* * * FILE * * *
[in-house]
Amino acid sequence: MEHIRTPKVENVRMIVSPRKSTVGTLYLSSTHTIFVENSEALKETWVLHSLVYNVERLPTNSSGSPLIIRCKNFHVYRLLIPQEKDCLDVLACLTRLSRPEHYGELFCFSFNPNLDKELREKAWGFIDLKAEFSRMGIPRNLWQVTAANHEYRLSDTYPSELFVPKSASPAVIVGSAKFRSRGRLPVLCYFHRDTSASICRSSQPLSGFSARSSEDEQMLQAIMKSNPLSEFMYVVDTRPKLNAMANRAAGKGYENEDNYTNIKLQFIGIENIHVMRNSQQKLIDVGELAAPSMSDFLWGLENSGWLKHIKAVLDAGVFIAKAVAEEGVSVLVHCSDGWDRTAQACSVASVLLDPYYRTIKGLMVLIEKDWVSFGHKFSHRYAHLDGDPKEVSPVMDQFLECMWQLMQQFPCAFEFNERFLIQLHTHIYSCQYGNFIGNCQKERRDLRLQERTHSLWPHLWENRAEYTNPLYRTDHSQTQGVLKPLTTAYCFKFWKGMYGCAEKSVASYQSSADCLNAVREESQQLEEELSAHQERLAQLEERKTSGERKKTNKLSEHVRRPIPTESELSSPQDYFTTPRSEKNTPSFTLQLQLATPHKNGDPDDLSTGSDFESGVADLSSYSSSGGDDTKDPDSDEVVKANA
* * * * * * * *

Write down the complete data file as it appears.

[in-house]
Amino acid sequence: MEHIRTPKVENVRMIVSPRKSTVGTLYLSSTHTIFVENSEALKETWVLHSLVYNVERLPTNSSGSPLIIRCKNFHVYRLLIPQEKDCLDVLACLTRLSRPEHYGELFCFSFNPNLDKELREKAWGFIDLKAEFSRMGIPRNLWQVTAANHEYRLSDTYPSELFVPKSASPAVIVGSAKFRSRGRLPVLCYFHRDTSASICRSSQPLSGFSARSSEDEQMLQAIMKSNPLSEFMYVVDTRPKLNAMANRAAGKGYENEDNYTNIKLQFIGIENIHVMRNSQQKLIDVGELAAPSMSDFLWGLENSGWLKHIKAVLDAGVFIAKAVAEEGVSVLVHCSDGWDRTAQACSVASVLLDPYYRTIKGLMVLIEKDWVSFGHKFSHRYAHLDGDPKEVSPVMDQFLECMWQLMQQFPCAFEFNERFLIQLHTHIYSCQYGNFIGNCQKERRDLRLQERTHSLWPHLWENRAEYTNPLYRTDHSQTQGVLKPLTTAYCFKFWKGMYGCAEKSVASYQSSADCLNAVREESQQLEEELSAHQERLAQLEERKTSGERKKTNKLSEHVRRPIPTESELSSPQDYFTTPRSEKNTPSFTLQLQLATPHKNGDPDDLSTGSDFESGVADLSSYSSSGGDDTKDPDSDEVVKANA